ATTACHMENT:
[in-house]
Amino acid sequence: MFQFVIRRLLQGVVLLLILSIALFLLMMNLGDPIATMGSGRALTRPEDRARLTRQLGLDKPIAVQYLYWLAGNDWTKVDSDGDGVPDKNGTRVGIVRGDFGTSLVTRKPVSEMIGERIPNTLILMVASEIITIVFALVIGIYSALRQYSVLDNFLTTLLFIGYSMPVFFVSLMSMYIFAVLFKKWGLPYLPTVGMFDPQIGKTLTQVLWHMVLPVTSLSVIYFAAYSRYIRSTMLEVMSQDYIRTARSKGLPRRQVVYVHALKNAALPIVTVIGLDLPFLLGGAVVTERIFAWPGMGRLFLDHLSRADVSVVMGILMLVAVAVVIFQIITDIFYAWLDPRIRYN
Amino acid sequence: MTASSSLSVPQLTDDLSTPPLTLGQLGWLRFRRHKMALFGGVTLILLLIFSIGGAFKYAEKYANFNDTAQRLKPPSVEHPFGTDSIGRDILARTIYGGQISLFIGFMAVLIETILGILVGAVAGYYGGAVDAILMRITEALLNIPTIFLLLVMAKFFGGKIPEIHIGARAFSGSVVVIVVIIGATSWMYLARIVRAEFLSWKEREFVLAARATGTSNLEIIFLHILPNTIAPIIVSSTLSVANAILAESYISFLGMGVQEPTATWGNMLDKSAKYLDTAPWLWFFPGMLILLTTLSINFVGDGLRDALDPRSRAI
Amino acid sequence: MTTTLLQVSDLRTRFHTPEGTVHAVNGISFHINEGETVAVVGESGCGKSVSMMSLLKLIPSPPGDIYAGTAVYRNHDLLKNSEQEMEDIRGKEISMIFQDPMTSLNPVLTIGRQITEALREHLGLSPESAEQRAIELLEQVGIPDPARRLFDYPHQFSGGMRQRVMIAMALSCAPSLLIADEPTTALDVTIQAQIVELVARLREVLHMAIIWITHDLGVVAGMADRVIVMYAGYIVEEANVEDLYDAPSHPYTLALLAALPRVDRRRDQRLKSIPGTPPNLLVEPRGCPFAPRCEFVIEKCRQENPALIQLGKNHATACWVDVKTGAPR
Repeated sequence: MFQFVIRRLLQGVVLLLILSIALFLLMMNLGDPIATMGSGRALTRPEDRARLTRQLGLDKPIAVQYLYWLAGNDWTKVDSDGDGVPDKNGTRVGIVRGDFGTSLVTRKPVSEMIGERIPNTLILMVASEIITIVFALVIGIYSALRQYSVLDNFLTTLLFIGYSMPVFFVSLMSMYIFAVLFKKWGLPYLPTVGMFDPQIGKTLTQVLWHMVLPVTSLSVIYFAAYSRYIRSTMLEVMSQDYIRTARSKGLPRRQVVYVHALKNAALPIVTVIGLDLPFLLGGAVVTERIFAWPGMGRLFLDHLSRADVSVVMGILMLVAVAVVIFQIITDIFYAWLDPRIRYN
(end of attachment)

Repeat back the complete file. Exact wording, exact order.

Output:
[in-house]
Amino acid sequence: MFQFVIRRLLQGVVLLLILSIALFLLMMNLGDPIATMGSGRALTRPEDRARLTRQLGLDKPIAVQYLYWLAGNDWTKVDSDGDGVPDKNGTRVGIVRGDFGTSLVTRKPVSEMIGERIPNTLILMVASEIITIVFALVIGIYSALRQYSVLDNFLTTLLFIGYSMPVFFVSLMSMYIFAVLFKKWGLPYLPTVGMFDPQIGKTLTQVLWHMVLPVTSLSVIYFAAYSRYIRSTMLEVMSQDYIRTARSKGLPRRQVVYVHALKNAALPIVTVIGLDLPFLLGGAVVTERIFAWPGMGRLFLDHLSRADVSVVMGILMLVAVAVVIFQIITDIFYAWLDPRIRYN
Amino acid sequence: MTASSSLSVPQLTDDLSTPPLTLGQLGWLRFRRHKMALFGGVTLILLLIFSIGGAFKYAEKYANFNDTAQRLKPPSVEHPFGTDSIGRDILARTIYGGQISLFIGFMAVLIETILGILVGAVAGYYGGAVDAILMRITEALLNIPTIFLLLVMAKFFGGKIPEIHIGARAFSGSVVVIVVIIGATSWMYLARIVRAEFLSWKEREFVLAARATGTSNLEIIFLHILPNTIAPIIVSSTLSVANAILAESYISFLGMGVQEPTATWGNMLDKSAKYLDTAPWLWFFPGMLILLTTLSINFVGDGLRDALDPRSRAI
Amino acid sequence: MTTTLLQVSDLRTRFHTPEGTVHAVNGISFHINEGETVAVVGESGCGKSVSMMSLLKLIPSPPGDIYAGTAVYRNHDLLKNSEQEMEDIRGKEISMIFQDPMTSLNPVLTIGRQITEALREHLGLSPESAEQRAIELLEQVGIPDPARRLFDYPHQFSGGMRQRVMIAMALSCAPSLLIADEPTTALDVTIQAQIVELVARLREVLHMAIIWITHDLGVVAGMADRVIVMYAGYIVEEANVEDLYDAPSHPYTLALLAALPRVDRRRDQRLKSIPGTPPNLLVEPRGCPFAPRCEFVIEKCRQENPALIQLGKNHATACWVDVKTGAPR
Repeated sequence: MFQFVIRRLLQGVVLLLILSIALFLLMMNLGDPIATMGSGRALTRPEDRARLTRQLGLDKPIAVQYLYWLAGNDWTKVDSDGDGVPDKNGTRVGIVRGDFGTSLVTRKPVSEMIGERIPNTLILMVASEIITIVFALVIGIYSALRQYSVLDNFLTTLLFIGYSMPVFFVSLMSMYIFAVLFKKWGLPYLPTVGMFDPQIGKTLTQVLWHMVLPVTSLSVIYFAAYSRYIRSTMLEVMSQDYIRTARSKGLPRRQVVYVHALKNAALPIVTVIGLDLPFLLGGAVVTERIFAWPGMGRLFLDHLSRADVSVVMGILMLVAVAVVIFQIITDIFYAWLDPRIRYN